Correcting a Vital Record

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    Sometimes a person finds that the information on the official record is not complete or that some item of information on the certificate does not agree with what he/she believes to be the facts.  When this is the case, it is possible to have missing information added or to have errors on the certificate corrected.  Below, you will find information on how to proceed.

    Who Can Amend a Certificate?
    Any person may apply for completion or correction of any certificate in which he/she is directly interested.  Ordinarily, this will be the person whose certificate needs to be completed or corrected, one of the parents or the legal representative of the individual.  If the registrant is 18 years of age or older, he/she must approve the requested change when the application is submitted by anyone other than themselves.

    Where Application Should be Made?
    Application to correct or complete a certificate must be made to the clerk of the city or town in which the event occurred.  The fee for making a correction on a certificate is $10.  This fee must accompany the application.  If a certified copy of the record is desired, there is an additional fee of $15. per copy.  Checks should be made payable to: the City/Town Clerk of that city or town where the event occurred.

    How to Apply?
    There is a special form used for the purpose of applying to amend a certificate.  This form is called "APPLICATION FOR CORRECTING OR COMPLETING A CERTIFICATE OF BIRTH, MARRIAGE OR DEATH, (FORM VSCr)".  Most applications are made on this form.  The application must be completed in triplicate and be signed by the person who is applying to amend the record.  The signature must be notarized.  For minor changes made within six months of occurrence, a different form is used (VSX).  The town clerk will select the proper form for the particular request.

    Evidence Required
    In addition to completing the form VSCr and having it notarized, the applicant must submit, at the same time, suitable documentary evidence to substantiate their statements.  TWO PIECES of documentary evidence, dated as close to the date of occurrence as possible, are necessary to correct errors of any item on the certificate.  One of the documents may be an affidavit of personal knowledge properly notarized.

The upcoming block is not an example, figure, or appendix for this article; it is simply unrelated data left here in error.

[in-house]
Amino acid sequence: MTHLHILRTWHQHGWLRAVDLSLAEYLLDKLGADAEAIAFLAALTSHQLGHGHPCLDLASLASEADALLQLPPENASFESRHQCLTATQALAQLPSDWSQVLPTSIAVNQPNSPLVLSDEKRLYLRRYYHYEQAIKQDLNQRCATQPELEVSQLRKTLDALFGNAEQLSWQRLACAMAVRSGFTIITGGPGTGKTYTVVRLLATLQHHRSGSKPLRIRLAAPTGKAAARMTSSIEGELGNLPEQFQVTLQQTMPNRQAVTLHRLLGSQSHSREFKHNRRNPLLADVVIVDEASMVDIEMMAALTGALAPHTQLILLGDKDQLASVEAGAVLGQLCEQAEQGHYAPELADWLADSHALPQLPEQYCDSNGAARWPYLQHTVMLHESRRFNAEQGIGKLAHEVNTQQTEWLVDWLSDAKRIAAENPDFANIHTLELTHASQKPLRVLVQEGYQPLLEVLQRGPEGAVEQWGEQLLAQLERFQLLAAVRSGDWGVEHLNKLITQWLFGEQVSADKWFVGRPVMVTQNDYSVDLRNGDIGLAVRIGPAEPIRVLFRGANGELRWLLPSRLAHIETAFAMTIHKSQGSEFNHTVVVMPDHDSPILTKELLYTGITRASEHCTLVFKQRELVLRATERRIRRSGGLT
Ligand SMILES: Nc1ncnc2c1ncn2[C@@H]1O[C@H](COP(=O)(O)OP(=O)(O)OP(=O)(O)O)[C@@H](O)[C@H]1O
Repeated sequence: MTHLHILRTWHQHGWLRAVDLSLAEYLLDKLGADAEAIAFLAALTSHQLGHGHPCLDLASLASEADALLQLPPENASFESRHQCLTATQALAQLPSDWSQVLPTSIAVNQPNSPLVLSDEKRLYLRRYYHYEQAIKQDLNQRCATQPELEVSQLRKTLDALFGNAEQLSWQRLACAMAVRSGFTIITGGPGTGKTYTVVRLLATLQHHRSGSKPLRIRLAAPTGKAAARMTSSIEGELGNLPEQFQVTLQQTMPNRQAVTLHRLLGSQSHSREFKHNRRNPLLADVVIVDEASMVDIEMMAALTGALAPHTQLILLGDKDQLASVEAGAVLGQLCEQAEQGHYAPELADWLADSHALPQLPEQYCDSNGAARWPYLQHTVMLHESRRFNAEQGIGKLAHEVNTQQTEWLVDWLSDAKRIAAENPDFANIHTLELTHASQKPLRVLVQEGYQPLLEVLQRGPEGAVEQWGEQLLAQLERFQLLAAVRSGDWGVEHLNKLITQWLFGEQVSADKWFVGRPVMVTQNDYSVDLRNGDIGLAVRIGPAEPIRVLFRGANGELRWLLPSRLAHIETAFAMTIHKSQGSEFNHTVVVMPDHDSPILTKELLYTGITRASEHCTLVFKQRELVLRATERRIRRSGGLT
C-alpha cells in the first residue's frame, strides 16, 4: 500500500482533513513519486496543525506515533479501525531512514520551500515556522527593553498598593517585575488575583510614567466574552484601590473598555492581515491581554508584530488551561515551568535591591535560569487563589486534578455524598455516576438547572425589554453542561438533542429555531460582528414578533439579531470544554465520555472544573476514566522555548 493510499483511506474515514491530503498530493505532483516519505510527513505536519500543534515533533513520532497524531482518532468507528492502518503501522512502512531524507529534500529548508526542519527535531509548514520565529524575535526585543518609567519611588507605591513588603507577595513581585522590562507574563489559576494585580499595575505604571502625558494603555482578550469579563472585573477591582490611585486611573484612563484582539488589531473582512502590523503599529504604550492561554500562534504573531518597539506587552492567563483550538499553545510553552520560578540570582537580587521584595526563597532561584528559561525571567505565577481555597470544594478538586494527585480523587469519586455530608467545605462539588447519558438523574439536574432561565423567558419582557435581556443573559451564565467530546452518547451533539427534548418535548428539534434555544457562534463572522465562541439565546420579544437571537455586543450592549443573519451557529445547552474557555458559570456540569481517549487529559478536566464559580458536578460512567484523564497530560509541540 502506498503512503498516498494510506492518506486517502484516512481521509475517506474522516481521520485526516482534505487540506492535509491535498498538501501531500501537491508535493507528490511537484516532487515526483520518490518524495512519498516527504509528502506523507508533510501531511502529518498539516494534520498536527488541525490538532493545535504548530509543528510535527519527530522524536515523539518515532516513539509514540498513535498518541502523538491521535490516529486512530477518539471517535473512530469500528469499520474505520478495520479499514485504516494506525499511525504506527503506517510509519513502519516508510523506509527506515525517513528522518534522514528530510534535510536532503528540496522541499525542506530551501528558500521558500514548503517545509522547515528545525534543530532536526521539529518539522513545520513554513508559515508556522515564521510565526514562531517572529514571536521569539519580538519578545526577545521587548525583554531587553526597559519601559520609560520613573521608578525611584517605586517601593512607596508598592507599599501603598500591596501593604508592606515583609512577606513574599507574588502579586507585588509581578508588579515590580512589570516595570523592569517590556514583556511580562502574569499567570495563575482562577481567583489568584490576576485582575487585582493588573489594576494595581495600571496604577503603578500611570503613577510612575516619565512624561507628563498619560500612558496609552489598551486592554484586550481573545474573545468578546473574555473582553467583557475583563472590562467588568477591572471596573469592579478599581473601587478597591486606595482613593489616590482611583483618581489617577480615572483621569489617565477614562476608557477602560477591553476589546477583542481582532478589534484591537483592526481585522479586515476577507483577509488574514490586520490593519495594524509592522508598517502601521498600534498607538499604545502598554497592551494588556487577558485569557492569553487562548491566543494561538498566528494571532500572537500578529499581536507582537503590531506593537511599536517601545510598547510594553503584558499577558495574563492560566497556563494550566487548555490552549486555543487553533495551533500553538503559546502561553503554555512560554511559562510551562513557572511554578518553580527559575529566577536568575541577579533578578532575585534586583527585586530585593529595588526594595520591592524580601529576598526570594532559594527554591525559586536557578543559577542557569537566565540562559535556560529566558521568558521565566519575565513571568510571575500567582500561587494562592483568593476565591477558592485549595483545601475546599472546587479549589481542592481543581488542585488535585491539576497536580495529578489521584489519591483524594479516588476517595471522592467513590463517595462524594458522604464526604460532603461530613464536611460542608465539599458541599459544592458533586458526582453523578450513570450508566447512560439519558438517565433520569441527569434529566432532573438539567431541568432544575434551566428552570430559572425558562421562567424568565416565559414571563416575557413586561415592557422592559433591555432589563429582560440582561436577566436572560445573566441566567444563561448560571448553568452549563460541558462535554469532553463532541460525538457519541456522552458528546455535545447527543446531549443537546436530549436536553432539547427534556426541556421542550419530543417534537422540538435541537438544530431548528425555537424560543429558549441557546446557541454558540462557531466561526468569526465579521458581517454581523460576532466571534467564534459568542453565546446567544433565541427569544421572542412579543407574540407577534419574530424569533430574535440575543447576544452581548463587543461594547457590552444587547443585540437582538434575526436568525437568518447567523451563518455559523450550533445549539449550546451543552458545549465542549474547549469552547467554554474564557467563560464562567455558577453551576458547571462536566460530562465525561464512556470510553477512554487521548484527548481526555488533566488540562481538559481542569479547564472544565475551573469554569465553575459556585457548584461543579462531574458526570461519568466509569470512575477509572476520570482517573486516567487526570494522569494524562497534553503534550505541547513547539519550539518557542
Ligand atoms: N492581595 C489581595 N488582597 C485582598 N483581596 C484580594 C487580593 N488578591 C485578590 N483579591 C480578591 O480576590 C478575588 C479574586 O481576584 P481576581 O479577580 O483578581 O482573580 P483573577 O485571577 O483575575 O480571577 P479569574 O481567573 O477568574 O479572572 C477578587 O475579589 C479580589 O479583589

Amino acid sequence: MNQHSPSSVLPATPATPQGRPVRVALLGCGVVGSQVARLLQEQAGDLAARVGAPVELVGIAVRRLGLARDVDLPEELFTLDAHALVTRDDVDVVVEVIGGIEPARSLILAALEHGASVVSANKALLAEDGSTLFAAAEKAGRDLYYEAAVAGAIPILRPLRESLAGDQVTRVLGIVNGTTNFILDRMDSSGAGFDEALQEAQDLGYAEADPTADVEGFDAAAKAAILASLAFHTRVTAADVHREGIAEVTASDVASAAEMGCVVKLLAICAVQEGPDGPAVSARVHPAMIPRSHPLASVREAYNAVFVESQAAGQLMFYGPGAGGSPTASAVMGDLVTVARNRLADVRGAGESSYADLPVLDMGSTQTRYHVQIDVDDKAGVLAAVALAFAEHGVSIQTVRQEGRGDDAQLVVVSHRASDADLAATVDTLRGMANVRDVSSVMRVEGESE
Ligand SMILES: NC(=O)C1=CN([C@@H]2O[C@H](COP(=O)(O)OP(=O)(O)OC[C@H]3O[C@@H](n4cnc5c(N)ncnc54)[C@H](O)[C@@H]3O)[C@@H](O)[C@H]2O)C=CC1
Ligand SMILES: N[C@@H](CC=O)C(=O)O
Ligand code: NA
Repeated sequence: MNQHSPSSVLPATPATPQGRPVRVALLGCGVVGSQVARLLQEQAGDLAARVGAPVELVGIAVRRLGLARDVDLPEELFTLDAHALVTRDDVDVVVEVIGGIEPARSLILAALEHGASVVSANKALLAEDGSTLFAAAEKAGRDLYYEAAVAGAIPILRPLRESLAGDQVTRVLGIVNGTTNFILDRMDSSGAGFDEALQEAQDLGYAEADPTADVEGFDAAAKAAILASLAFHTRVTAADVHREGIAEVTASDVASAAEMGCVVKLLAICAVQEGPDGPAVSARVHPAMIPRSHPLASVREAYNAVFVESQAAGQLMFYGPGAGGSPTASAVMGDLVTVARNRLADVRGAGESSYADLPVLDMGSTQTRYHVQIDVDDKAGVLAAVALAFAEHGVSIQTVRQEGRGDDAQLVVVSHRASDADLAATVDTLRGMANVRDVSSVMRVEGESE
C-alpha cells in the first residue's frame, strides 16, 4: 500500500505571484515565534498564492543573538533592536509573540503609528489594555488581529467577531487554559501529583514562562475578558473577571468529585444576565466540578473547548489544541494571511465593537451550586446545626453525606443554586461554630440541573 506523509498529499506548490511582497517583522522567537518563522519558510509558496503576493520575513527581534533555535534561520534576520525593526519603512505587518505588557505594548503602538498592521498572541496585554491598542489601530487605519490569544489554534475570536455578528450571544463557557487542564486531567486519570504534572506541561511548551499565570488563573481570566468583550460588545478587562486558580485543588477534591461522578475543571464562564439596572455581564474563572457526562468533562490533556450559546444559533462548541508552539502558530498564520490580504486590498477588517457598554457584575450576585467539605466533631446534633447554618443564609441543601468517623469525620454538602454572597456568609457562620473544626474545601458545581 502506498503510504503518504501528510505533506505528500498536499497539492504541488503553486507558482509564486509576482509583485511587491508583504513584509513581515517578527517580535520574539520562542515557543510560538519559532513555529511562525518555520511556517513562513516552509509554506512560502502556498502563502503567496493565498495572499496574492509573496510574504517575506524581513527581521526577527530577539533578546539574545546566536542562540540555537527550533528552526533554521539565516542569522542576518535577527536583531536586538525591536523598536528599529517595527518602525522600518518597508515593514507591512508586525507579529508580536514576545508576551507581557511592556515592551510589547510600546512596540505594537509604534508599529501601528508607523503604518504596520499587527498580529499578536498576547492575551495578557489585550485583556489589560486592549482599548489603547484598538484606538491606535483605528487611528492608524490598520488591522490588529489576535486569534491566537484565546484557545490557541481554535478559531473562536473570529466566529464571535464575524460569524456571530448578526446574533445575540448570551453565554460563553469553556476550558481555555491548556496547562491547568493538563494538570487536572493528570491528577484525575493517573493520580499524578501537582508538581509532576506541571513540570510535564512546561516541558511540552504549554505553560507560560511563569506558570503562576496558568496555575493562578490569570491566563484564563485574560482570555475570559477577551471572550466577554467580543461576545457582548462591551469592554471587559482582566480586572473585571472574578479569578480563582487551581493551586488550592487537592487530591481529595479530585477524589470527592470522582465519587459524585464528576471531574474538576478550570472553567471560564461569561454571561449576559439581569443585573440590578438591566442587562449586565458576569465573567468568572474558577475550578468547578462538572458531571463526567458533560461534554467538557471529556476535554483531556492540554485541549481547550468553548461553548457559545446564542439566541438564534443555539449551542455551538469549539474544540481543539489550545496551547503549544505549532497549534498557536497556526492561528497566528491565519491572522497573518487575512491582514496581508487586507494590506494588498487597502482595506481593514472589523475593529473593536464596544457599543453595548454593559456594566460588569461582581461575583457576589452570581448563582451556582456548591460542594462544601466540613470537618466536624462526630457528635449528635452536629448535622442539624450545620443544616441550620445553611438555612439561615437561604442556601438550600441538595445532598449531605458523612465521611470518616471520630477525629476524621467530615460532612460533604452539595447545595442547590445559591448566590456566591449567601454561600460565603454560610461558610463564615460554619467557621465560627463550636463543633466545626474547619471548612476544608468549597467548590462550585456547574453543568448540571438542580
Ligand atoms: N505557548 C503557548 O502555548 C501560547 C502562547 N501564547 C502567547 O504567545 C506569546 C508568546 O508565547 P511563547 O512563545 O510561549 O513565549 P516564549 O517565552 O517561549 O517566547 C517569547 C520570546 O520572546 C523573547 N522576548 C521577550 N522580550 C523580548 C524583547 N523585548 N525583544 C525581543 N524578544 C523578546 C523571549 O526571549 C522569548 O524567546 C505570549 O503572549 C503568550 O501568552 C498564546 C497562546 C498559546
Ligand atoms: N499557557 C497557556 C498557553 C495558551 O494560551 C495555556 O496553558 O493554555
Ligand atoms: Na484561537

A variety of documents may be submitted to prove the facts, with some documents more valuable in this respect than others.  Always bear in mind that the evidence presented should refer as closely as possible to the time of the event in question, whether birth, marriage or death.

    Such documents may include but are not limited to:

    Baptismal Records  Hospital Records 
    Early School Records  Census Records 
    Income Tax Records  And Other Vital Records 
    Employment Records  Voting Registration Lists 
    Application for Insurance Policies  Copies from Family Bible Records 
    Military Records  Newspaper clippings and other similar records
    can be used as documentation
     

    Affidavits of personal knowledge can also be useful but they are in a less valuable category than the documentary evidence cited above.

    When properly prepared, an affidavit should only be made by a person who has a first-hand knowledge of the facts in question and this should be clearly stated.  It should indicate the basis on which the statement is being made, including relationship to the applicant, relative age and any other pertinent information that will help to strengthen the value of the statement.  The affidavit is a supporting document not in the same category as an official record.  Affidavits should always be notarized.

    Photographic copies or written statements of the information appearing on documentary evidence can be accepted in lieu of the original records if they are certified by the person who has the original record in his possession.

    Documents used as evidence will be returned to the applicant after the certificate is amended.

    Correction of Errors in Names and Adding Names
    Sometimes a problem arises because the name which appears on the person's certificate is not the name by which he/she is commonly known.  In this case it is necessary to determine whether the difference is due to an error on the certificate or whether the person's name has changed by usage.

    If the names which appear on the certificate were in error, the name or names may be corrected by applying and presenting two early pieces of documentary evidence which show the individual's correct name or names.

    If there is no proof that there was an error made at the time of recording, it will then be necessary to have the name legally changed by court order.  Upon receipt of a certified copy of a court order changing the name of a person born in N.H. and upon request of such person, the city/town clerk shall amend the certificate of birth to show the new name.  "A.K.A." shall be noted and the new name added as indicated.  The original name is NOT removed from the record.  Both names shall appear on the face of the amended record.

    Some older birth certificates do not show the given name of the registrant.  A certified copy of such a certificate can not be issued until the name is added.  This can be accomplished regardless of the time element by having the applicant complete and sign a form VSX which does not require documentary proof.

    A missing surname can be added to a birth certificate in the same way if the surname of the father as shown on the birth certificate is the same as the surname being added.